The Project’s Background
In its 2014 Long Range Development Plan (LRDP), UCSF proposed a renewal plan that included the construction of a new facility to replace Moffitt Hospital, built in 1955, to comply with state seismic regulations for acute care hospitals. Buoyed by a $500 million commitment from the Helen Diller Foundation, UCSF has begun planning for a new hospital at UCSF Helen Diller Medical Center at Parnassus Heights, projecting a need for a larger hospital than what was proposed in the LRDP, due to population growth and growing demand throughout California for the specialty care that UCSF Health provides. The new hospital will be built on the current site of the Langley Porter Psychiatric Hospital and Clinics. The Langley Porter outpatient clinics will be relocated to a new building just south of the Mission Bay campus. The inpatient unit, intensive outpatient program, and partial hospitalization program will be relocated to another site in San Francisco still under discussion.
Why a New Hospital is Necessary
The new hospital will provide an opportunity to grow with San Francisco and our neighbors. Here are some of the many benefits.
Bench to Bedside
Advance UCSF Health’s mission of caring, healing, teaching and discovering with newly constructed and renovated buildings providing open spaces to create opportunities for convergence between research, clinical work and education. The new hospital creates a physical space to realize “bench to bedside”, the process of translating laboratory discovery into patient care, a concept that distinguishes UCSF.
Invest in our community at UCSF’s historic Parnassus Heights campus and create an environment that welcomes community members and serves as a place neighbors will come to for experiences, such as classes, dining and “science on display.”
Emergency and Specialty Care
Expand patient access to specialty and emergency care on the city's west side.
Link clinical researchers and scientists who are pioneering important fields, such as immunotherapy and stem cells, to accelerate translation of discoveries into treatments for conditions ranging from diabetes to neurological diseases to organ failure.
Create a teaching ground to train the next generation of clinicians and scientists in a patient-centered environment that promotes compassion and respect, incorporating the latest technologies and methods, while upholding the highest standards of patient safety.
Enhance UCSF's ability to recruit and retain top clinicians and scientists, as well as staff, students and trainees.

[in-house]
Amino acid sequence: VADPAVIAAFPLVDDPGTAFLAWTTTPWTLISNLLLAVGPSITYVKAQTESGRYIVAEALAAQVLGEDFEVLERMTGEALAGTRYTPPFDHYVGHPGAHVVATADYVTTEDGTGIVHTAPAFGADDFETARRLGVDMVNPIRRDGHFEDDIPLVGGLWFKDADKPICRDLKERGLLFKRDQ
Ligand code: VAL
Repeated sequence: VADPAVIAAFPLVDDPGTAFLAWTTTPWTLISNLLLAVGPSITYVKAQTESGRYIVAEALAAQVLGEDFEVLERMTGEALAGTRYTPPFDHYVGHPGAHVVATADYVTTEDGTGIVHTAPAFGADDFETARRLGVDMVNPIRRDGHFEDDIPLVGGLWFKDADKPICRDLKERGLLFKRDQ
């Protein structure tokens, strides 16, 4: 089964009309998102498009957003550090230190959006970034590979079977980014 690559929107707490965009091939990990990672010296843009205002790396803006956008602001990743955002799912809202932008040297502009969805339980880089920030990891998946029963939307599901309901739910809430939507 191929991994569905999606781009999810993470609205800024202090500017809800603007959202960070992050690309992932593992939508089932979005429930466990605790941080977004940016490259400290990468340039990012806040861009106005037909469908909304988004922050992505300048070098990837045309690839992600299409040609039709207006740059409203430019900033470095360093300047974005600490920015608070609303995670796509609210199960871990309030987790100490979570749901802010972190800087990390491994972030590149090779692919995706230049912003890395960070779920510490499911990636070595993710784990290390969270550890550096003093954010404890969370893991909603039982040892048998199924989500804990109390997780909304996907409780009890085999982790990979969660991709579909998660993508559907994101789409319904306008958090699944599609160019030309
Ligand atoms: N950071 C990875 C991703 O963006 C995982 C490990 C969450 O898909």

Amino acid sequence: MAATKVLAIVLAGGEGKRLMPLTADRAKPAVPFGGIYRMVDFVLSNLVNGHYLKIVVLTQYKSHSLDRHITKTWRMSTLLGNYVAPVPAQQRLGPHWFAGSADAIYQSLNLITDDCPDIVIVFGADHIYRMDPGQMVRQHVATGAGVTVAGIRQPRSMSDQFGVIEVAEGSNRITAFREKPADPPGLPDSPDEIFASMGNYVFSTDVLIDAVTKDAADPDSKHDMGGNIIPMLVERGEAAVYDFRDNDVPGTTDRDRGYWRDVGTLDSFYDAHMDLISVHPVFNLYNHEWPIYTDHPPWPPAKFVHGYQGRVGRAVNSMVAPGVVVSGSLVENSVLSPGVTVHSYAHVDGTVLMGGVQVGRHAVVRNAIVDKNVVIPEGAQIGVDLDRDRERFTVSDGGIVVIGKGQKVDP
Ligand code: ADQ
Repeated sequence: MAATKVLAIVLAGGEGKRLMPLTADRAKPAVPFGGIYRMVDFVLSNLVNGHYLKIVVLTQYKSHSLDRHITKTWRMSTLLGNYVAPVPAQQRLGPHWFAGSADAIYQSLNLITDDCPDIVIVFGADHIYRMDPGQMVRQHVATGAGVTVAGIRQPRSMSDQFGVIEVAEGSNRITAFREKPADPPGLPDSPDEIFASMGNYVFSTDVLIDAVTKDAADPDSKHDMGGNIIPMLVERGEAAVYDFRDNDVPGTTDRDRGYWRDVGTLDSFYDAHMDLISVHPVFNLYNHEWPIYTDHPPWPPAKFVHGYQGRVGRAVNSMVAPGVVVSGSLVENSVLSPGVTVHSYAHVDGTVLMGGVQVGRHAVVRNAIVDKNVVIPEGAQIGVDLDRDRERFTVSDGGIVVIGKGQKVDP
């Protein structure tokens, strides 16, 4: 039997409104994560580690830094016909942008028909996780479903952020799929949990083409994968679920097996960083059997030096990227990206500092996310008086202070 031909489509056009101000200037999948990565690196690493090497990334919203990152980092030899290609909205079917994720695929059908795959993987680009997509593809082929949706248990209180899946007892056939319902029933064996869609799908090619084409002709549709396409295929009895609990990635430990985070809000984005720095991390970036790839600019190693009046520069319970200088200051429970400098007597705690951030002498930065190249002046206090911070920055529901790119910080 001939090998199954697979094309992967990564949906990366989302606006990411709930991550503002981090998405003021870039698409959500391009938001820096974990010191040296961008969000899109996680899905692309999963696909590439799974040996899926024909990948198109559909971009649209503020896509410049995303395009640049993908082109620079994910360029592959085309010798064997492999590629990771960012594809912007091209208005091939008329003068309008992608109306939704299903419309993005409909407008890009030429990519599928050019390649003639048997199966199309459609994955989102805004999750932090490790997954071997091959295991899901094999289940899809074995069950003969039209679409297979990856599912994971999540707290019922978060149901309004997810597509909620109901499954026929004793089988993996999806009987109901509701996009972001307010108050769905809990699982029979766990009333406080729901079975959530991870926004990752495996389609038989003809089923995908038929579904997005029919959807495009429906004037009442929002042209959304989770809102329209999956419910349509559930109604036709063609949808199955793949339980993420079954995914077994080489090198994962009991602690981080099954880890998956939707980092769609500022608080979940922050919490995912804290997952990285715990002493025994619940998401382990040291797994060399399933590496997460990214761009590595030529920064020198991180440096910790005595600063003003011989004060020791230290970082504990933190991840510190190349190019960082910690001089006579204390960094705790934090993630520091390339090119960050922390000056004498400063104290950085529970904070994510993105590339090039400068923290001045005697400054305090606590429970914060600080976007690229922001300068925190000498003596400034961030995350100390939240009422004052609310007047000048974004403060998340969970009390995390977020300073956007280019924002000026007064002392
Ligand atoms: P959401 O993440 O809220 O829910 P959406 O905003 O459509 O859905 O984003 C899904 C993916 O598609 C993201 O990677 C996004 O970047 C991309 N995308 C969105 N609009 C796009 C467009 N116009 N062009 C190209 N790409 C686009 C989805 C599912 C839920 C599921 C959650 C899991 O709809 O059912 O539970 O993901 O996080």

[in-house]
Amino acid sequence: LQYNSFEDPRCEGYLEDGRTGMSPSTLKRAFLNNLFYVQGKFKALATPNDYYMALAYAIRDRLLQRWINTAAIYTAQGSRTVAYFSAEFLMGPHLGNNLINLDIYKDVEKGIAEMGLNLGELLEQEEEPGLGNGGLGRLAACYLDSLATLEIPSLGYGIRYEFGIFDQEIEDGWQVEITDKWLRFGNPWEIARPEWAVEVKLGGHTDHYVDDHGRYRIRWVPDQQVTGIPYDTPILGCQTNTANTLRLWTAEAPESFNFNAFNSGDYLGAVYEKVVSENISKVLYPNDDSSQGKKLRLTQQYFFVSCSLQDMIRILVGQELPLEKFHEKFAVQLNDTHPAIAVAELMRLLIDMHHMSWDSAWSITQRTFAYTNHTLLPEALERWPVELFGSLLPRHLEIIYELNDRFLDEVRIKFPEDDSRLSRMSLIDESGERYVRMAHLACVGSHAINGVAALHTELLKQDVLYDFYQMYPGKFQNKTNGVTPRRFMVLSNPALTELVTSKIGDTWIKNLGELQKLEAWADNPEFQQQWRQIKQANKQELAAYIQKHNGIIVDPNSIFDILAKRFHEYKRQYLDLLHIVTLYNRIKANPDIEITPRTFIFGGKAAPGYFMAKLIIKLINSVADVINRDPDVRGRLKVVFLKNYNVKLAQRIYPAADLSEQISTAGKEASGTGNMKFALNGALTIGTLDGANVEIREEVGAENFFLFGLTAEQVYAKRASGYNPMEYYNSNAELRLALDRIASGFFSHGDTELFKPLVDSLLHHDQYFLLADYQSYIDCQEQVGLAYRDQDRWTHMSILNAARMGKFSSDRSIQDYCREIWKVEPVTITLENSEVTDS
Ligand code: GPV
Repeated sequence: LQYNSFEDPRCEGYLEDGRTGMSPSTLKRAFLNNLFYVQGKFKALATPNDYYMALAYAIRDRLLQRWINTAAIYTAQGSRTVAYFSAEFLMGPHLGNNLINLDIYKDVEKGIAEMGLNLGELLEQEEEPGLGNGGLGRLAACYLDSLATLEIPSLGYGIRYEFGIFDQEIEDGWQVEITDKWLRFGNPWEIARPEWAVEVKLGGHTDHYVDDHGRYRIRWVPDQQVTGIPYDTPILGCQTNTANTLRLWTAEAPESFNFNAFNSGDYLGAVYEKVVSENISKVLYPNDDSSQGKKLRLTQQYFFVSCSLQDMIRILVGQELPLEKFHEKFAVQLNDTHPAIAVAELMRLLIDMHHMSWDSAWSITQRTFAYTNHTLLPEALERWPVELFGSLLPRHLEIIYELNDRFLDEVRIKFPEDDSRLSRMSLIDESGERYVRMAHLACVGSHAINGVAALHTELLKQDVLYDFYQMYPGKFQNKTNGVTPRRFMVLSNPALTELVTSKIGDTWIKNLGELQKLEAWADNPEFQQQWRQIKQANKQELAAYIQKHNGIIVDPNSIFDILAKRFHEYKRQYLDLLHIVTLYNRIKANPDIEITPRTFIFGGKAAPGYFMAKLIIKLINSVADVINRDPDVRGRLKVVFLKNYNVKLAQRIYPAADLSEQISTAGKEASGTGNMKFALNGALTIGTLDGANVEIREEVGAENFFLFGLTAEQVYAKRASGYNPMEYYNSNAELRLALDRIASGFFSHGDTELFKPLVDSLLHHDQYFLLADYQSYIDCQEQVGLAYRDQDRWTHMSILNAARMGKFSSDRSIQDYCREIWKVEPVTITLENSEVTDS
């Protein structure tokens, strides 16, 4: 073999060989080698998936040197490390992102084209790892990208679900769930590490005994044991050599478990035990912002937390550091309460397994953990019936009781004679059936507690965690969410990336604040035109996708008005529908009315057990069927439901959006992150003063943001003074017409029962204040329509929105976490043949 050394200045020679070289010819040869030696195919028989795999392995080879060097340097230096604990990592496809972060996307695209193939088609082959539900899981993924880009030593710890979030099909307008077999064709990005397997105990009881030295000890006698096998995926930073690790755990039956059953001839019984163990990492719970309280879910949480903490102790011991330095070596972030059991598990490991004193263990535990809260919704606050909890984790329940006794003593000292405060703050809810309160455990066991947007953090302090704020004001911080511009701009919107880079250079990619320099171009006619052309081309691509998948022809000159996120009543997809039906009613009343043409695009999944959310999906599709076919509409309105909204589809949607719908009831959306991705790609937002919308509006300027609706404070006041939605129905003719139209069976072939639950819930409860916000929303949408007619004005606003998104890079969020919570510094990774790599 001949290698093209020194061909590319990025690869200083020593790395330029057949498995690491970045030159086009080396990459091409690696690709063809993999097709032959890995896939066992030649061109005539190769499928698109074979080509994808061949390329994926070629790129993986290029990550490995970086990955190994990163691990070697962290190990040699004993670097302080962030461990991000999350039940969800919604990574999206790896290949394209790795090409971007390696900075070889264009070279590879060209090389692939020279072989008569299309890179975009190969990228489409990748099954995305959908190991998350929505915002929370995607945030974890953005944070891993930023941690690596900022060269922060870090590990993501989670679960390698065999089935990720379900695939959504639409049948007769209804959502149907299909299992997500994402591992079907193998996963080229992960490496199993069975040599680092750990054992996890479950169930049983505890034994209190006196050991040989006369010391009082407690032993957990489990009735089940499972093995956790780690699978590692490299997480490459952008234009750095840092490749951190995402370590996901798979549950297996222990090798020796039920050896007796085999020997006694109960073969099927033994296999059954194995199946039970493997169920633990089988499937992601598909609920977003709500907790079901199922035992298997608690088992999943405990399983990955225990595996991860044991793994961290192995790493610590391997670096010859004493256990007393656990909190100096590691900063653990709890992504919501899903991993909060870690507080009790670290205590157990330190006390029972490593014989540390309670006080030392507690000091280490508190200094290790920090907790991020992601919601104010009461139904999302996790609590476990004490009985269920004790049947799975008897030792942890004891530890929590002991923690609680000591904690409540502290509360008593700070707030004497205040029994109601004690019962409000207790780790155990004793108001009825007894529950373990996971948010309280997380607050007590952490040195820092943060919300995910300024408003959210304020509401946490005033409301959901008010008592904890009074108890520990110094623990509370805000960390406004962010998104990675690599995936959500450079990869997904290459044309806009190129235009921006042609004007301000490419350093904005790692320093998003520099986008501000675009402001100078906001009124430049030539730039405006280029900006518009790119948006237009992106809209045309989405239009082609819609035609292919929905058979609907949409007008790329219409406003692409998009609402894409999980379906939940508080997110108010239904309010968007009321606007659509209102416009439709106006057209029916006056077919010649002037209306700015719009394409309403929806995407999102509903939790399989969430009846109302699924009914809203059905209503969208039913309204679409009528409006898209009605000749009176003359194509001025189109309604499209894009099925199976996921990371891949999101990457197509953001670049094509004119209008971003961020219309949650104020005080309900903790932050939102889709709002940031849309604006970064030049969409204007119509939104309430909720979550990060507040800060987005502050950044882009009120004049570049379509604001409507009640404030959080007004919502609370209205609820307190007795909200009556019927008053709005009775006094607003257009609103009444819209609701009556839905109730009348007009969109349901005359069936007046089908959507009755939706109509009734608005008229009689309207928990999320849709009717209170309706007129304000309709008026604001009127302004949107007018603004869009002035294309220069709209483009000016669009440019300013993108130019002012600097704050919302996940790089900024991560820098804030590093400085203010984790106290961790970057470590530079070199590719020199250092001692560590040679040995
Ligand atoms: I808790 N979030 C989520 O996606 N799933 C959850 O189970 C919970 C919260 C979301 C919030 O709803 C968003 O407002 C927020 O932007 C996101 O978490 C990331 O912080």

Demand for UCSF's services is expected to increase due to an aging population, new treatment opportunities and a focus on higher acuity cases.
Comply with state seismic regulations SB 1953 for acute care hospitals. First patient by 2030.
Hospital for the Future
The new hospital will be architecturally outstanding, energy-efficient, seismically sound, and environmentally sustainable. The facility will offer:
Privacy and Community
Comfortable private rooms and calming communal spaces that facilitate stronger, supportive relationships between providers, patients and families.
A holistic healing experience that begins before check-in and extends throughout the stay, discharge sequence, and continued recovery. It will be a place that transforms patients, their families, and support systems into active participants in their healing process.
Panoramic views, sunlight, and natural surroundings, and a supportive workplace with optimal resources for clinicians and staff in surroundings that promote their physical and emotional health.
Advanced integrated technologies that create opportunities for personalized services—wayfinding, entertainment, information—and allow patients to take control of their own health and wellness.
The new hospital is projected to be:
• 955,000 square feet
• 384 beds in new hospital
– 144 Intensive Care Unit (ICU) beds
– 240 Acute Care beds
• 59 Emergency Department bays
• 12 Clinical Decision Unit bays
• 4-6 Ambulance bays
• 40 total Operating Rooms, including 24 new operating rooms in the new hospital
• 15 Interventional Labs
The new hospital is a long-term initiative that is projected to be completed by 2030.
Visioning of the new hospital with community and user group input.
Master planning and programming with community and user group input.
Design phase of new hospital including user group and community input.
Demolition of the Langley Porter Psychiatric Hospital and Clinics.
Construction of the new hospital.
Testing, pre-occupancy, planning and fit-up of the new hospital with user group input.
Grand opening of the UCSF Helen Diller Medical Center at Parnassus Heights.
For more information about the new hospital, please email [email protected].